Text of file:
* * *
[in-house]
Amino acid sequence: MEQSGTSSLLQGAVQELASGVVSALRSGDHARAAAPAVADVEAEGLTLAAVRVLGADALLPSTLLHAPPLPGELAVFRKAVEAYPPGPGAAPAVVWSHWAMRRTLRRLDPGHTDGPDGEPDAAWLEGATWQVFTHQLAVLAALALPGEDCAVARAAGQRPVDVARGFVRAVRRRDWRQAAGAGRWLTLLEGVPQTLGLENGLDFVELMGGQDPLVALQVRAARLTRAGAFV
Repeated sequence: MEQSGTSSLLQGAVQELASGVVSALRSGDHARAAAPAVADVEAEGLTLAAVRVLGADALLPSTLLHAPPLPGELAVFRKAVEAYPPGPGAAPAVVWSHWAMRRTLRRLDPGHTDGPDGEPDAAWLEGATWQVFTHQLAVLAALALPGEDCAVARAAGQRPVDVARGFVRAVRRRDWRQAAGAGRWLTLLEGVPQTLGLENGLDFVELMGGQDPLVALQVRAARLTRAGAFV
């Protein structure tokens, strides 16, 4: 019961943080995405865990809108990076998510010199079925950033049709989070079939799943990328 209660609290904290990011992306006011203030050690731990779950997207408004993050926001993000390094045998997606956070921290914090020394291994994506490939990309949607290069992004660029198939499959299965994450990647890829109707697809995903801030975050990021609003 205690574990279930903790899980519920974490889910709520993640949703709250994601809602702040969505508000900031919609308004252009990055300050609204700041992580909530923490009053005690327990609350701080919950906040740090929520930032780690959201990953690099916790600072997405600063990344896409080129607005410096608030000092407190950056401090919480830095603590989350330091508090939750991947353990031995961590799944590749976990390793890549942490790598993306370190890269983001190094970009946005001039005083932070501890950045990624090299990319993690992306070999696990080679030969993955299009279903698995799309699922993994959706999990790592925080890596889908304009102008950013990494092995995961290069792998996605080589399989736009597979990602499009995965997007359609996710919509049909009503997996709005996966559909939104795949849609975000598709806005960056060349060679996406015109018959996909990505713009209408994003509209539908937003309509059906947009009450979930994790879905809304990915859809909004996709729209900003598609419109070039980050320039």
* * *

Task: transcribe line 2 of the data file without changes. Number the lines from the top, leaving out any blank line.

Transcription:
Amino acid sequence: MEQSGTSSLLQGAVQELASGVVSALRSGDHARAAAPAVADVEAEGLTLAAVRVLGADALLPSTLLHAPPLPGELAVFRKAVEAYPPGPGAAPAVVWSHWAMRRTLRRLDPGHTDGPDGEPDAAWLEGATWQVFTHQLAVLAALALPGEDCAVARAAGQRPVDVARGFVRAVRRRDWRQAAGAGRWLTLLEGVPQTLGLENGLDFVELMGGQDPLVALQVRAARLTRAGAFV